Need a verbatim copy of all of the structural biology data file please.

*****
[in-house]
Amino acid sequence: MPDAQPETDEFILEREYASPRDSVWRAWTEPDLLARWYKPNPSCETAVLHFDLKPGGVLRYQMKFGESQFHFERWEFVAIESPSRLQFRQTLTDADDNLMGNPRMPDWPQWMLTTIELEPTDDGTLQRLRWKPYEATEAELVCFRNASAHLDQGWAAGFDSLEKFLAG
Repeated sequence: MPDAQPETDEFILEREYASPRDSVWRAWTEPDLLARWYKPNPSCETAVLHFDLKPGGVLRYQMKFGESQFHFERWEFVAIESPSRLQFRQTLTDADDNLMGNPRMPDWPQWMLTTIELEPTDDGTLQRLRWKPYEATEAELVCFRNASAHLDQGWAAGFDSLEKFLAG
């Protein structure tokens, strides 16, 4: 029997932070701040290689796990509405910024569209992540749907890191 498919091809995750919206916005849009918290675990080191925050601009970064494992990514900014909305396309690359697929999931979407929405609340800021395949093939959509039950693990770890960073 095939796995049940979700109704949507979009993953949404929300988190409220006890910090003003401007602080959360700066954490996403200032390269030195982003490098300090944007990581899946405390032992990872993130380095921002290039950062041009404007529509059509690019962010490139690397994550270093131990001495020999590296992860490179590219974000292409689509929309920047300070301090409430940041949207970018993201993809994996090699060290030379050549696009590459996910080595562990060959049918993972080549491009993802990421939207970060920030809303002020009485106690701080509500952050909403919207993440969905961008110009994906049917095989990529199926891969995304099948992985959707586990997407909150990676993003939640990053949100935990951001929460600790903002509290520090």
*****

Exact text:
[in-house]
Amino acid sequence: MPDAQPETDEFILEREYASPRDSVWRAWTEPDLLARWYKPNPSCETAVLHFDLKPGGVLRYQMKFGESQFHFERWEFVAIESPSRLQFRQTLTDADDNLMGNPRMPDWPQWMLTTIELEPTDDGTLQRLRWKPYEATEAELVCFRNASAHLDQGWAAGFDSLEKFLAG
Repeated sequence: MPDAQPETDEFILEREYASPRDSVWRAWTEPDLLARWYKPNPSCETAVLHFDLKPGGVLRYQMKFGESQFHFERWEFVAIESPSRLQFRQTLTDADDNLMGNPRMPDWPQWMLTTIELEPTDDGTLQRLRWKPYEATEAELVCFRNASAHLDQGWAAGFDSLEKFLAG
């Protein structure tokens, strides 16, 4: 029997932070701040290689796990509405910024569209992540749907890191 498919091809995750919206916005849009918290675990080191925050601009970064494992990514900014909305396309690359697929999931979407929405609340800021395949093939959509039950693990770890960073 095939796995049940979700109704949507979009993953949404929300988190409220006890910090003003401007602080959360700066954490996403200032390269030195982003490098300090944007990581899946405390032992990872993130380095921002290039950062041009404007529509059509690019962010490139690397994550270093131990001495020999590296992860490179590219974000292409689509929309920047300070301090409430940041949207970018993201993809994996090699060290030379050549696009590459996910080595562990060959049918993972080549491009993802990421939207970060920030809303002020009485106690701080509500952050909403919207993440969905961008110009994906049917095989990529199926891969995304099948992985959707586990997407909150990676993003939640990053949100935990951001929460600790903002509290520090």